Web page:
[6] Dekretenprotokolle, Fürstentum Siegen, Landesarchiv 11 Nr. 28a, Bd. 2, Landesarchiv Nordrhein-Westfalen, Staatsarchiv Münster, Münster, Germany. Copy obtained with the assistance of Andreas Mielke.

[7] William J. Hinke, “The 1714 Colony of Germanna, Virginia”, The Virginia Magazine of History and Biography, Volume 40, no. 4 (October 1932), 323.

[8] Vincent H. Todd, ed., and Julius Goebel, translator, Christoph von Graffenried’s Account of the Founding of New Bern, Edited With An Historical Introduction and An English Translation (Raleigh, NC: The North Carolina Historical Commission, Edwards & Broughton Printing Co., State Printers, 1920); (http://docsouth.unc.edu/nc/graffenried/graffenried.html). This work is the property of the University of North Carolina at Chapel Hill. It may be used freely by individuals for research, teaching and personal use as long as this statement of availability is included in the text.

[9] Ibid.

[10] The beginning of the year mentioned in Graffenried’s statement above refers to January 1, 1714. The home of Graffenried was Bern, Switzerland and Bern had changed from the Julian calendar to the Gregorian calendar on December 31, 1700.

[11] Executive Journals of the Council of Colonial Virginia, Vol. III (May 1, 1705-October 23, 1721), H. R. McIlwaine, ed. (Richmond: The Virginia State Library, 1928, reprinted 1976) 371-372.

[12] Vincent H. Todd, ed., and Julius Goebel, translator, Christoph von Graffenried’s Account of the Founding of New Bern, Edited With An Historical Introduction and An English Translation (Raleigh, NC: The North Carolina Historical Commission, Edwards & Broughton Printing Co., State Printers, 1920); (http://docsouth.unc.edu/nc/graffenried/graffenried.html). This work is the property of the University of North Carolina at Chapel Hill. It may be used freely by individuals for research, teaching and personal use as long as this statement of availability is included in the text.

[13] Executive Journals of the Council of Colonial Virginia, Vol. III (May 1, 1705-October 23, 1721), H. R. McIlwaine, ed. (Richmond: The Virginia State Library, 1928, reprinted 1976) 371-372.

[14] The community was named Germanna in honor of Queen Anne and the Germans who settled there.

[15] Journal of the Lieut. Governor’s Travels and Expeditions Undertaken for the Public Service of Virginia, William and Mary College Quarterly Historical Magazine, 2nd Ser., Vol. 3, No. 1 (January, 1923), 40-45. Accessed online through JSTOR, an independent not-for-profit organization dedicated to creating and preserving a digital archive of scholarly journals: 8 July 2009.

[16] Alexander Spotswood, The Official Letters of Alexander Spotswood, Lieutenant-Governor of the Colony of Virginia, 1710-1722, Volume II (Richmond: Virginia Historical Society, 1885) Digital images (books.google.com) downloaded 26 May 2009, 70.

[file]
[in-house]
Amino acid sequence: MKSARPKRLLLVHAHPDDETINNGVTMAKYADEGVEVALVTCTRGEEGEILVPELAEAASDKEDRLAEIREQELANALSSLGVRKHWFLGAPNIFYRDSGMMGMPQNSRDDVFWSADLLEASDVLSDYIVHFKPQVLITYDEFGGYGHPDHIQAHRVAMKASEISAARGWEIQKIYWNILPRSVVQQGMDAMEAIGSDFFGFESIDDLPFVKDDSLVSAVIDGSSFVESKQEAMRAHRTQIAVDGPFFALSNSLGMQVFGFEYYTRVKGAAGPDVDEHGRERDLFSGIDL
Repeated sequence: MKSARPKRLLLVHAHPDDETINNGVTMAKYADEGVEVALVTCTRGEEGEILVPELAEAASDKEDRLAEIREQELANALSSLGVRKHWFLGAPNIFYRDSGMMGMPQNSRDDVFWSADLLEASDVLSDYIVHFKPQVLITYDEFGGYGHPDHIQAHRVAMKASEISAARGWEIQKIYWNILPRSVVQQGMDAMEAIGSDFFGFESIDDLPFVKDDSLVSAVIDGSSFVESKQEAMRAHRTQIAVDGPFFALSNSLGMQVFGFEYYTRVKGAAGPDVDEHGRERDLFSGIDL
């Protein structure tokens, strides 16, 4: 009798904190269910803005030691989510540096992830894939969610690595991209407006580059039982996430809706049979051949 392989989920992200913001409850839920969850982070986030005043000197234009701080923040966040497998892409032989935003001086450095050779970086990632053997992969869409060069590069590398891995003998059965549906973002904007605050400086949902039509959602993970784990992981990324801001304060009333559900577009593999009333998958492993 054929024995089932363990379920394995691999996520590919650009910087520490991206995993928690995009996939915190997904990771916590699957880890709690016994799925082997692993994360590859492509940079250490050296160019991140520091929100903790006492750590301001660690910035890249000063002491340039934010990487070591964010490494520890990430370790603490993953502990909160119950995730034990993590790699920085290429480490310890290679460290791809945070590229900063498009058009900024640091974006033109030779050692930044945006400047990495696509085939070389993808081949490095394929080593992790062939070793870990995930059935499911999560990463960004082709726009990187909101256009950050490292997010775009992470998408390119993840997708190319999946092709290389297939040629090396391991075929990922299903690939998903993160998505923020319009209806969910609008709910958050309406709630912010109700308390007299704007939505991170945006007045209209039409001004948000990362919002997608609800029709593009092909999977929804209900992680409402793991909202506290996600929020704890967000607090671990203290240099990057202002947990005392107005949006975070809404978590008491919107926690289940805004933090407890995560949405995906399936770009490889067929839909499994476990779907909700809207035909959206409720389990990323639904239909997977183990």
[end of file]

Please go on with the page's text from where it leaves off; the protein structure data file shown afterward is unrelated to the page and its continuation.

[17] Essex County Virginia Deed Book No. 16, p. 180. The document was recorded 17 May 1720 and signed by John Justice Albright [Johann Justus Albrecht] and H. Jacob Holtsclare [Hans Jacob Holtzclaw].

[18] Northern Neck Surveys, Stafford County, Virginia, survey for 1805 acres 108 perches, no date, Library of Virginia, Richmond, Virginia, microfilm, reel 35.

[19] A warrant as used in the headright system was simply a writ authorizing a particular action; in this case, the warrant authorized the county surveyor to survey the land for the person claiming the headright(s).

[20] H. C. Groome, Fauquier During the Proprietorship (Richmond, Virginia: Old Dominion Press, 1927), 122. It is most unusual that all of the names of the Germans were not given in the warrant; if in fact, Mr. Groome consulted the warrant itself. 

[21] Lt. Governor Alexander Spotswood paid approximately half the cost of the passage for these Germans but no documents have been found to suggest that he used their headrights to obtain land.

[22] Will Book A, Spotsylvania County, Virginia, LVA Reel 26, 69.

[23] Jacob Holtzclaw certificate to take up land, Will Book A, Spotsylvania County, Virginia, 69, 7 April 1724, LVA Reel 26, copy provided by Craig Kilby at request of author

[24] Will Book A, Spotsylvania County, Virginia, LVA Reel 26, 73-74.

[25] Ibid.

[26] William Hallaway patent, Patent Book No. 14, 28 September 1732, 521 as abstracted by Nell Marion Nugent in Cavaliers and Pioneers, Abstracts of Virginia Land Patents, Volume III: 1695-1732, 425.

[27] Laus Crest patent, Patent Book No. 14, 28 September 1732, 528 as abstracted by Nell Marion Nugent in Cavaliers and Pioneers, Abstracts of Virginia Land Patents, Volume III: 1695-1732, 426.

[28] Richard Tutt patent, Patent Book No. 15, 1 August 1734, 266 as abstracted by Nell Marion Nugent in Cavaliers and Pioneers, Abstracts of Virginia Land Patents, Volume IV, 46, information located by Craig Kilby.

[29] Jacob Spilman vs. Mary Gent, County Court of Chancery, Fauquier County, Virginia, filed 27 September 1759 (http://www.lva.virginia.gov/chancery/case_detail.asp?CFN=061-1761-003): accessed 17 May 2009.

[30] The signatures of Tillman Weber, Hermanus Fischbach and Peter Hitt are found affixed to the deposition. Within the body of the deposition their names are spelled Tillman Weaver, Harman Fishback and Peter Hitt. While there is no difference in the spelling of Peter Hitt’s name, some letters are in German script. The signatures of Tillman Weber and Hermanus Fischbach were in German; however, the script varied between English and German. The original signatures cannot be seen in the partial copy of this chancery suit found in the Miscellaneous Records, Fauquier County, Virginia, 1759-1807, FHL 0031610, Family History Library, Salt Lake City, Utah. 

[31] Jacob Spilman vs. Mary Gent, County Court of Chancery, Fauquier County, Virginia, filed 27 September 1759 (http://www.lva.virginia.gov/chancery/case_detail.asp?CFN=061-1761-003): accessed 17 May 2009.